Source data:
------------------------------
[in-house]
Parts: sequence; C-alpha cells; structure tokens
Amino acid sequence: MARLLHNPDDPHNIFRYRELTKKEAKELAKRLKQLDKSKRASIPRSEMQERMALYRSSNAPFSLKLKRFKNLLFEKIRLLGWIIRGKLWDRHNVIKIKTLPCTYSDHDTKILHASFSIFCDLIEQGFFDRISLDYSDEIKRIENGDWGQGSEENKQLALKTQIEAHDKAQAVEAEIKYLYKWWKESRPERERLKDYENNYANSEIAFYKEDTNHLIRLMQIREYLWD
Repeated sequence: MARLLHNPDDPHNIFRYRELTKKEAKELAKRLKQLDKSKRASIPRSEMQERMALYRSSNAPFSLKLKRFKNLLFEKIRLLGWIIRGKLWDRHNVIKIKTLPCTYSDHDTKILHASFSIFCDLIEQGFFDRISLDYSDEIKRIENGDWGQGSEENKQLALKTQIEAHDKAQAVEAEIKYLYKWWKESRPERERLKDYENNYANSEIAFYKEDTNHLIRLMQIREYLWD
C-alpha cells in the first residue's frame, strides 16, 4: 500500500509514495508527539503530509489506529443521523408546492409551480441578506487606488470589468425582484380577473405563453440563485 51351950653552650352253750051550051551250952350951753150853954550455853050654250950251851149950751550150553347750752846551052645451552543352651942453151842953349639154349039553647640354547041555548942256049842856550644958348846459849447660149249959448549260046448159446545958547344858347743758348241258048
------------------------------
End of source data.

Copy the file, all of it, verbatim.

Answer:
[in-house]
Parts: sequence; C-alpha cells; structure tokens
Amino acid sequence: MARLLHNPDDPHNIFRYRELTKKEAKELAKRLKQLDKSKRASIPRSEMQERMALYRSSNAPFSLKLKRFKNLLFEKIRLLGWIIRGKLWDRHNVIKIKTLPCTYSDHDTKILHASFSIFCDLIEQGFFDRISLDYSDEIKRIENGDWGQGSEENKQLALKTQIEAHDKAQAVEAEIKYLYKWWKESRPERERLKDYENNYANSEIAFYKEDTNHLIRLMQIREYLWD
Repeated sequence: MARLLHNPDDPHNIFRYRELTKKEAKELAKRLKQLDKSKRASIPRSEMQERMALYRSSNAPFSLKLKRFKNLLFEKIRLLGWIIRGKLWDRHNVIKIKTLPCTYSDHDTKILHASFSIFCDLIEQGFFDRISLDYSDEIKRIENGDWGQGSEENKQLALKTQIEAHDKAQAVEAEIKYLYKWWKESRPERERLKDYENNYANSEIAFYKEDTNHLIRLMQIREYLWD
C-alpha cells in the first residue's frame, strides 16, 4: 500500500509514495508527539503530509489506529443521523408546492409551480441578506487606488470589468425582484380577473405563453440563485 51351950653552650352253750051550051551250952350951753150853954550455853050654250950251851149950751550150553347750752846551052645451552543352651942453151842953349639154349039553647640354547041555548942256049842856550644958348846459849447660149249959448549260046448159446545958547344858347743758348241258048